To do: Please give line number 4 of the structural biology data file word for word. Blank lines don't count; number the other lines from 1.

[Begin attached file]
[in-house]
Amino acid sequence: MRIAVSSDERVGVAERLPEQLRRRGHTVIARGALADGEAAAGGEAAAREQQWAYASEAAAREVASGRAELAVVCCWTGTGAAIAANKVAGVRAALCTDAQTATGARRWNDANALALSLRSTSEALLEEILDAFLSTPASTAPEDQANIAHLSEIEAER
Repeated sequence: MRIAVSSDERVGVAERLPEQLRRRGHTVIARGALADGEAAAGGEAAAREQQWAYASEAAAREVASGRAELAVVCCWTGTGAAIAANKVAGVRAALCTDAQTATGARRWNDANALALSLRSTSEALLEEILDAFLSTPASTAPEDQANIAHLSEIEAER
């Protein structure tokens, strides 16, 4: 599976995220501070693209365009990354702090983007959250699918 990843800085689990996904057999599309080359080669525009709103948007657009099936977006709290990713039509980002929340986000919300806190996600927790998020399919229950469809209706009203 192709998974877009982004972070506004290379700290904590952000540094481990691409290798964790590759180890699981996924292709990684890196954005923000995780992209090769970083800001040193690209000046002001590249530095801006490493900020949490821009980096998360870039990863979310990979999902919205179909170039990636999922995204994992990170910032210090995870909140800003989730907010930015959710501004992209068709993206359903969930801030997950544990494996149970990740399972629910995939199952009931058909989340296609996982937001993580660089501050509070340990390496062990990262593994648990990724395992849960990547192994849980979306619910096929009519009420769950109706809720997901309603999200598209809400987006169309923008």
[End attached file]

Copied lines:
């Protein structure tokens, strides 16, 4: 599976995220501070693209365009990354702090983007959250699918 990843800085689990996904057999599309080359080669525009709103948007657009099936977006709290990713039509980002929340986000919300806190996600927790998020399919229950469809209706009203 192709998974877009982004972070506004290379700290904590952000540094481990691409290798964790590759180890699981996924292709990684890196954005923000995780992209090769970083800001040193690209000046002001590249530095801006490493900020949490821009980096998360870039990863979310990979999902919205179909170039990636999922995204994992990170910032210090995870909140800003989730907010930015959710501004992209068709993206359903969930801030997950544990494996149970990740399972629910995939199952009931058909989340296609996982937001993580660089501050509070340990390496062990990262593994648990990724395992849960990547192994849980979306619910096929009519009420769950109706809720997901309603999200598209809400987006169309923008």